For me, this formulation acknowledges the absolute reality of our real human condition. We do create a world, into which we project our purposes, and in which, at least sometimes, our purposes (for good or ill) prevail.
But ultimately, we do not live in the world we make. However much we most immediately live in the human world of our own creation, we ultimately exist in and depend upon a world that we did not create, the world of Nature. The world (for those who see it this way) that God created. And in that world, upon which everything depends, our "purposes" are intrusions that can have the most deadly consequence. Our powers are such, it now appears, that we can put not only the world that we create at risk, but the world of Nature, too. Global warming and the BP blowout are only two of the most recent and most dramatic signs that this is so.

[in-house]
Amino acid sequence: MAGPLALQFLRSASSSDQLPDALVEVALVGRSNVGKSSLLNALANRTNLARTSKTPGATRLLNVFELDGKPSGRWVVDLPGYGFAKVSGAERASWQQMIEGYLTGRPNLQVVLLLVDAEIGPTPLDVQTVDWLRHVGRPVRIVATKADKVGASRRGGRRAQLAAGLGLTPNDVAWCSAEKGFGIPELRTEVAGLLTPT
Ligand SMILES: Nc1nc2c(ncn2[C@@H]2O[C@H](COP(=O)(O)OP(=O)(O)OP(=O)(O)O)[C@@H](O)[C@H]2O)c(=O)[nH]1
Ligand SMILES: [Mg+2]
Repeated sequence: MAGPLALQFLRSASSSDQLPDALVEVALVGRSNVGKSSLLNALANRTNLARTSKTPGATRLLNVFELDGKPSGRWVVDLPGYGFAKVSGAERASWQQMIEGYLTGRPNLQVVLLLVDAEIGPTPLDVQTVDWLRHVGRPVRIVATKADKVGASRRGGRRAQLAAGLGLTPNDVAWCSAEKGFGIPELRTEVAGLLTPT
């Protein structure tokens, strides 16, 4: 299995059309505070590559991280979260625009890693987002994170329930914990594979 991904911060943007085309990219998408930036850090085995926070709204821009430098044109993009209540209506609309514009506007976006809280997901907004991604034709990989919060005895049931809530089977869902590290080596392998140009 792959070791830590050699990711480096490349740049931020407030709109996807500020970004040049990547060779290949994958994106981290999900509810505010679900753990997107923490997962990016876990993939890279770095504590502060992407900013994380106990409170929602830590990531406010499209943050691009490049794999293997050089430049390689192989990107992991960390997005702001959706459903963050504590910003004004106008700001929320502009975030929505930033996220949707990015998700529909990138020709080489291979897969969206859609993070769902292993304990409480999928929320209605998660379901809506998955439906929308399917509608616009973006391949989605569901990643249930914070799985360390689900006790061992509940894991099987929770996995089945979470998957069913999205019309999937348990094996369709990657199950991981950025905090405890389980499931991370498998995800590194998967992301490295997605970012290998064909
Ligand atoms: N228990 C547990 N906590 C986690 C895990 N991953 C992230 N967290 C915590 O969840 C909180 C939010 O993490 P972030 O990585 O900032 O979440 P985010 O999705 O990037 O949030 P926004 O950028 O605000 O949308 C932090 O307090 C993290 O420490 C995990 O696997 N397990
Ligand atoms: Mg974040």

So, I would like to withdraw from any claim that I (or we) are actually charged in this existence with the duty, or responsibility, or opportunity to achieve some "end." Some "purpose."
I was brought up as an Episcopalian. I scan my list of ends to be achieved (for good or ill), and read wonderful statements like that of Peter Douglas, and come back, always, to "there is no end to life," and to Micah 6:8:
He has showed you, O man, what is good. And what does the LORD require of you? To act justly and to love mercy and to walk humbly with your God.
No real "end" or "purpose" outlined here.